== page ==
New York, California Law Differ on Who Gets Defunct Firm’s Fees in Pending Hourly Cases

By Joan C. Rogers  

Unfinished hourly fee matters of a dissolved law firm do not remain its property under New York law when departing partners finish up that business at other firms, the U.S. District Court for the Southern District of New York held Sept. 4 in the bankruptcy proceeding of the defunct firm Thelen LLP (Geron v. Robinson & Cole LLP, S.D.N.Y., No. 11 Civ. 8967, 9/4/12).

The case applies New York law in one of two consolidated fraudulent transfer cases filed by the bankruptcy trustee against firms that took on former Thelen partners. Judge William H. Pauley III decided that Seyfarth Shaw LLP is not obligated to repay Thelen's bankruptcy estate for fees that it earned on hourly fee matters that were pending when Thelen dissolved.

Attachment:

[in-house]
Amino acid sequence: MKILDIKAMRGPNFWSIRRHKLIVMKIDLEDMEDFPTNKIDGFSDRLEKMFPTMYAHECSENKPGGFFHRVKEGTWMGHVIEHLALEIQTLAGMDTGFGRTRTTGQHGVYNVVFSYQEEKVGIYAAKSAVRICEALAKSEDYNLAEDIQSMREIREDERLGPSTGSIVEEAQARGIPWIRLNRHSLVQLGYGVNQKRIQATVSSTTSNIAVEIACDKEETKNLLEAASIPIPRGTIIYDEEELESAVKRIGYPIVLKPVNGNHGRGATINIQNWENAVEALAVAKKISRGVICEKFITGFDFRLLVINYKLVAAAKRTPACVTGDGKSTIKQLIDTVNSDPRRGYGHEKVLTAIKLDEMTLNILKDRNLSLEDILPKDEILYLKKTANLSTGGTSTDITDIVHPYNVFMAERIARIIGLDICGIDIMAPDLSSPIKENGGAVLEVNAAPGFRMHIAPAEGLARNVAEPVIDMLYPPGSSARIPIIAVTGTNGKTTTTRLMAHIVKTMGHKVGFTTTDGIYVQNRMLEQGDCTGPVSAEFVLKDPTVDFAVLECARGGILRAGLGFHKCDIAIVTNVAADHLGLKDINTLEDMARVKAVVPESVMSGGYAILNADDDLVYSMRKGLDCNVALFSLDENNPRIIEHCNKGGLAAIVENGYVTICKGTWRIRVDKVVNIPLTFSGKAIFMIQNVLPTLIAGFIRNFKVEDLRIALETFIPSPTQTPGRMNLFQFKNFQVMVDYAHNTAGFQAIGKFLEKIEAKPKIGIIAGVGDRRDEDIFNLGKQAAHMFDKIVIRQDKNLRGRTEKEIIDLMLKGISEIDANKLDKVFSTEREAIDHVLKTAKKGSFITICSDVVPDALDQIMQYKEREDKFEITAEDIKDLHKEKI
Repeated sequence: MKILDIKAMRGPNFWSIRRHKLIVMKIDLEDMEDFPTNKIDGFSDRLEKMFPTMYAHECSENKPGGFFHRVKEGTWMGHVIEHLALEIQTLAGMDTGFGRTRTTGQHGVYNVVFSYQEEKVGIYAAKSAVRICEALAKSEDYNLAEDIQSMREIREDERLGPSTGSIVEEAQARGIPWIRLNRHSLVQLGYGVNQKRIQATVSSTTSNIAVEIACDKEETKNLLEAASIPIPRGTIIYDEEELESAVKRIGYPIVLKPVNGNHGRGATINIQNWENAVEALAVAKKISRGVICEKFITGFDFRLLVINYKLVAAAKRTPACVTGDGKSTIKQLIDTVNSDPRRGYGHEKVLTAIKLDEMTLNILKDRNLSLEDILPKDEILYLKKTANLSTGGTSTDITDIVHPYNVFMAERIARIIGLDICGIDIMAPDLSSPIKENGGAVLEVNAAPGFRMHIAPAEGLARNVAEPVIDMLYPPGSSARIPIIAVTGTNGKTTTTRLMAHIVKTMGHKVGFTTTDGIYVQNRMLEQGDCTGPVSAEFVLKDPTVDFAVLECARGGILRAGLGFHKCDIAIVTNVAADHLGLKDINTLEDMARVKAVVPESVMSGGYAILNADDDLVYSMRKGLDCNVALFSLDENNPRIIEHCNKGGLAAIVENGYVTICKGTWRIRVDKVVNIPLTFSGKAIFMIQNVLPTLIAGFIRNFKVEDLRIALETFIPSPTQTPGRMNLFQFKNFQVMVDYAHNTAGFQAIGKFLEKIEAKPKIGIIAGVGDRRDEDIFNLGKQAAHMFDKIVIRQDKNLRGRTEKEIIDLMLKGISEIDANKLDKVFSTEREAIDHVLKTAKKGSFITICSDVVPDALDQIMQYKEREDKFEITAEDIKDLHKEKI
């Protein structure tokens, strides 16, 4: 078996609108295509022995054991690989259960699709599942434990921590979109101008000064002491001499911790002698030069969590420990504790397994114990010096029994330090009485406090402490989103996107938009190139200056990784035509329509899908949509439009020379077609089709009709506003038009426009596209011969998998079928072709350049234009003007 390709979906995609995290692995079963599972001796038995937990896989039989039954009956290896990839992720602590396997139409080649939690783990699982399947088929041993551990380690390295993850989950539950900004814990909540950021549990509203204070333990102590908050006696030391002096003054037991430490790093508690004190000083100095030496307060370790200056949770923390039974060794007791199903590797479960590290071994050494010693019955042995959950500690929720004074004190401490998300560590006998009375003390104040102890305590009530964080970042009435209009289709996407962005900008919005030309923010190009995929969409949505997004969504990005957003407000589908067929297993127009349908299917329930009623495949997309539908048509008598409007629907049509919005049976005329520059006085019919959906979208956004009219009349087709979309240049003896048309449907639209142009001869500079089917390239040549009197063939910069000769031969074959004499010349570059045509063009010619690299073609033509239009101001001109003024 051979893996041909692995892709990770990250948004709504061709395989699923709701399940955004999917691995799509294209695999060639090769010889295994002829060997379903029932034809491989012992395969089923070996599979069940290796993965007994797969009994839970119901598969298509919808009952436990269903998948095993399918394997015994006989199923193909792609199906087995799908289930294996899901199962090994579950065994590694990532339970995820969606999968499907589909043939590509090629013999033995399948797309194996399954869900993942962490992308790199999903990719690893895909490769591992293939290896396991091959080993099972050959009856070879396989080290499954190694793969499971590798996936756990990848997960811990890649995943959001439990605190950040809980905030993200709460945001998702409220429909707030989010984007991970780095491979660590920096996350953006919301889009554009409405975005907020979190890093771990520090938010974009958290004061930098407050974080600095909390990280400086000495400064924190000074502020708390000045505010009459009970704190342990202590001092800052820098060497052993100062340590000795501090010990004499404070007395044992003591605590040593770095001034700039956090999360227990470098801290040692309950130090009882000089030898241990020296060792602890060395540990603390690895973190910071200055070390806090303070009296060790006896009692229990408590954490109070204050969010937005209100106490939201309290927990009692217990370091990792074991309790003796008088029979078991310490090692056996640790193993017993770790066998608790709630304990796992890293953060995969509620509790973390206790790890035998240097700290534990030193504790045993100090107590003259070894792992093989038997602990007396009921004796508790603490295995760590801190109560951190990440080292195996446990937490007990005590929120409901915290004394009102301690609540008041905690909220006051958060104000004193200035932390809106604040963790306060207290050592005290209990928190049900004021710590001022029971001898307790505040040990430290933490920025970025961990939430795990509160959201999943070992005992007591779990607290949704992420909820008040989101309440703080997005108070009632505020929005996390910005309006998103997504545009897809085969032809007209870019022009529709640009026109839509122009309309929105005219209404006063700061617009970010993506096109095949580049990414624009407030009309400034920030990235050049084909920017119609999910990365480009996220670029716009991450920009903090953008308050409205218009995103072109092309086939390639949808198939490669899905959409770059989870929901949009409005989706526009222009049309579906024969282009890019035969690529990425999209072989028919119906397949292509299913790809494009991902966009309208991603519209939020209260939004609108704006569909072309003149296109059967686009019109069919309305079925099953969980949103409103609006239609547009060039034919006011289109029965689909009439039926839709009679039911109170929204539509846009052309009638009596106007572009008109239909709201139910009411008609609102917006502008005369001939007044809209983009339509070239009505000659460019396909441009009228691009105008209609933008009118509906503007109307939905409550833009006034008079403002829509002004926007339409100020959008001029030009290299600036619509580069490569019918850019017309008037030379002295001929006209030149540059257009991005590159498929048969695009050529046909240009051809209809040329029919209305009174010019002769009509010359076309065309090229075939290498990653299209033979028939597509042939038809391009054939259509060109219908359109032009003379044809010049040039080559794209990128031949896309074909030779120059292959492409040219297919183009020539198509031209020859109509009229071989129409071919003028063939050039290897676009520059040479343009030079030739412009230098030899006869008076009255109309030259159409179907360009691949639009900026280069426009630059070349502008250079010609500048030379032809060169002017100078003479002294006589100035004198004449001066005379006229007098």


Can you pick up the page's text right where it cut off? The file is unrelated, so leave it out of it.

Extending the “unfinished business” doctrine to pending hourly fee matters in New York would bestow an unjust windfall on the Thelen bankruptcy estate, Pauley concluded. It also would clash with New York's Rules of Professional Conduct and conflict with the state's strong public policy in favor of client autonomy and lawyer mobility, he said.

Applying California law in the companion case, Pauley held that to the extent Robinson & Cole LLP earned profits from former Thelen matters beyond “reasonable compensation,” those profits belong to Thelen and must be repaid. California's policies and partnership law differ from those of New York and dictate a different result, the court decided.

Pauley's view of New York law differs sharply from a recent decision by a different Southern District judge. In Dev. Specialists Inc. v. Akin Gump Strauss Hauer & Feld LLP, 2012 BL 140364, 28 Law. Man. Prof. Conduct 327 (S.D.N.Y. May 24, 2012), Judge Colleen McMahon held that hourly fee matters pending on the date of a law firm's dissolution, like pending contingent fee matters, are assets of the dissolved firm under New York law, so that firms where the business was completed must repay profits earned on those matters.

Flawed Logic or Correct Result?